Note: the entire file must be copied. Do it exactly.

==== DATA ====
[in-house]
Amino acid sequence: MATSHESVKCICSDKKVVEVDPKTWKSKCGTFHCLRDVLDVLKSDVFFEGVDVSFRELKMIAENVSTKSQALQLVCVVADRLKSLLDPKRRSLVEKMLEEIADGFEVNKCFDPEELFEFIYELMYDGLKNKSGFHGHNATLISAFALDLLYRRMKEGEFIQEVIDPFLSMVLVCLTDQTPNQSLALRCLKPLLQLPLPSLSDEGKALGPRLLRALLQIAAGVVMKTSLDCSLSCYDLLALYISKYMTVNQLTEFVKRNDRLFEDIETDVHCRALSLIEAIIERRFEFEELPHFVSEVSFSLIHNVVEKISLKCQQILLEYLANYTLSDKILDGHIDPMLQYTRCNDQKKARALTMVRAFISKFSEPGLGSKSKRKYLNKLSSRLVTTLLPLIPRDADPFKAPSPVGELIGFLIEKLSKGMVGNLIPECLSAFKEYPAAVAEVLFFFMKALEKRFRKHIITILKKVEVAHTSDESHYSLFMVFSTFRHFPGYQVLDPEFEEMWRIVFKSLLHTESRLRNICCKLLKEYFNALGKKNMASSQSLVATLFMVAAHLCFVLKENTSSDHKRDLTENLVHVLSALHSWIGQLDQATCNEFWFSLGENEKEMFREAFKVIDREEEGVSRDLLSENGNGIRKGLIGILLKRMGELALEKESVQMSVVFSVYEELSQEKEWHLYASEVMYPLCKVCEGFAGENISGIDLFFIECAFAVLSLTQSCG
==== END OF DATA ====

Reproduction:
[in-house]
Amino acid sequence: MATSHESVKCICSDKKVVEVDPKTWKSKCGTFHCLRDVLDVLKSDVFFEGVDVSFRELKMIAENVSTKSQALQLVCVVADRLKSLLDPKRRSLVEKMLEEIADGFEVNKCFDPEELFEFIYELMYDGLKNKSGFHGHNATLISAFALDLLYRRMKEGEFIQEVIDPFLSMVLVCLTDQTPNQSLALRCLKPLLQLPLPSLSDEGKALGPRLLRALLQIAAGVVMKTSLDCSLSCYDLLALYISKYMTVNQLTEFVKRNDRLFEDIETDVHCRALSLIEAIIERRFEFEELPHFVSEVSFSLIHNVVEKISLKCQQILLEYLANYTLSDKILDGHIDPMLQYTRCNDQKKARALTMVRAFISKFSEPGLGSKSKRKYLNKLSSRLVTTLLPLIPRDADPFKAPSPVGELIGFLIEKLSKGMVGNLIPECLSAFKEYPAAVAEVLFFFMKALEKRFRKHIITILKKVEVAHTSDESHYSLFMVFSTFRHFPGYQVLDPEFEEMWRIVFKSLLHTESRLRNICCKLLKEYFNALGKKNMASSQSLVATLFMVAAHLCFVLKENTSSDHKRDLTENLVHVLSALHSWIGQLDQATCNEFWFSLGENEKEMFREAFKVIDREEEGVSRDLLSENGNGIRKGLIGILLKRMGELALEKESVQMSVVFSVYEELSQEKEWHLYASEVMYPLCKVCEGFAGENISGIDLFFIECAFAVLSLTQSCG